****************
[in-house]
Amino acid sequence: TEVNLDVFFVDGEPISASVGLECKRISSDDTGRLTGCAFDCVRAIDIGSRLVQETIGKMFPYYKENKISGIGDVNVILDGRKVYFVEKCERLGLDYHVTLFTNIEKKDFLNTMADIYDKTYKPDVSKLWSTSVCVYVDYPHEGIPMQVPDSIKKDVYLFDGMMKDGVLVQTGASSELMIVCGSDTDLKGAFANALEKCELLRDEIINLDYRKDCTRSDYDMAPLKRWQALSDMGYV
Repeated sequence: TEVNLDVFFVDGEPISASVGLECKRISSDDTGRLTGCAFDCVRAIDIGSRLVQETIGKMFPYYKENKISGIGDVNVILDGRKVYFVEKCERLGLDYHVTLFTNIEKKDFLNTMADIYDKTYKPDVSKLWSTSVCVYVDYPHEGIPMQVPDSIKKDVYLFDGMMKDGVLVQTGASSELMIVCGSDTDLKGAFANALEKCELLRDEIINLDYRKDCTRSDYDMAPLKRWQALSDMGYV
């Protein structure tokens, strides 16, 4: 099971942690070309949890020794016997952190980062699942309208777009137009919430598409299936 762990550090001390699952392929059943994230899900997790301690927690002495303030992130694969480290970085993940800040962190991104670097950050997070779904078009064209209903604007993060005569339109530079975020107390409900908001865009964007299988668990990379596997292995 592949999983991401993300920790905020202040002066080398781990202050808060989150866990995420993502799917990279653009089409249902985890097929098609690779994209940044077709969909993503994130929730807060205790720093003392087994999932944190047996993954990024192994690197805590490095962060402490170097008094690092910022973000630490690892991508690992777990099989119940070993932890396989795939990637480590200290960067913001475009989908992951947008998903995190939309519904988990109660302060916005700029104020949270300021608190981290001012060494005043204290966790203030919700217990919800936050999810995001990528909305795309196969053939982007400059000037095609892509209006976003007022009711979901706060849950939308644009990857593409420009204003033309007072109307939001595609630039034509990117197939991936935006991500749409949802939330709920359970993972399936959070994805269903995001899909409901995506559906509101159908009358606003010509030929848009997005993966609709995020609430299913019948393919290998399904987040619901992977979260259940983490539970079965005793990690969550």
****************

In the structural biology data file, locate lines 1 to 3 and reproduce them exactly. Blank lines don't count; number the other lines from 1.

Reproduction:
[in-house]
Amino acid sequence: TEVNLDVFFVDGEPISASVGLECKRISSDDTGRLTGCAFDCVRAIDIGSRLVQETIGKMFPYYKENKISGIGDVNVILDGRKVYFVEKCERLGLDYHVTLFTNIEKKDFLNTMADIYDKTYKPDVSKLWSTSVCVYVDYPHEGIPMQVPDSIKKDVYLFDGMMKDGVLVQTGASSELMIVCGSDTDLKGAFANALEKCELLRDEIINLDYRKDCTRSDYDMAPLKRWQALSDMGYV
Repeated sequence: TEVNLDVFFVDGEPISASVGLECKRISSDDTGRLTGCAFDCVRAIDIGSRLVQETIGKMFPYYKENKISGIGDVNVILDGRKVYFVEKCERLGLDYHVTLFTNIEKKDFLNTMADIYDKTYKPDVSKLWSTSVCVYVDYPHEGIPMQVPDSIKKDVYLFDGMMKDGVLVQTGASSELMIVCGSDTDLKGAFANALEKCELLRDEIINLDYRKDCTRSDYDMAPLKRWQALSDMGYV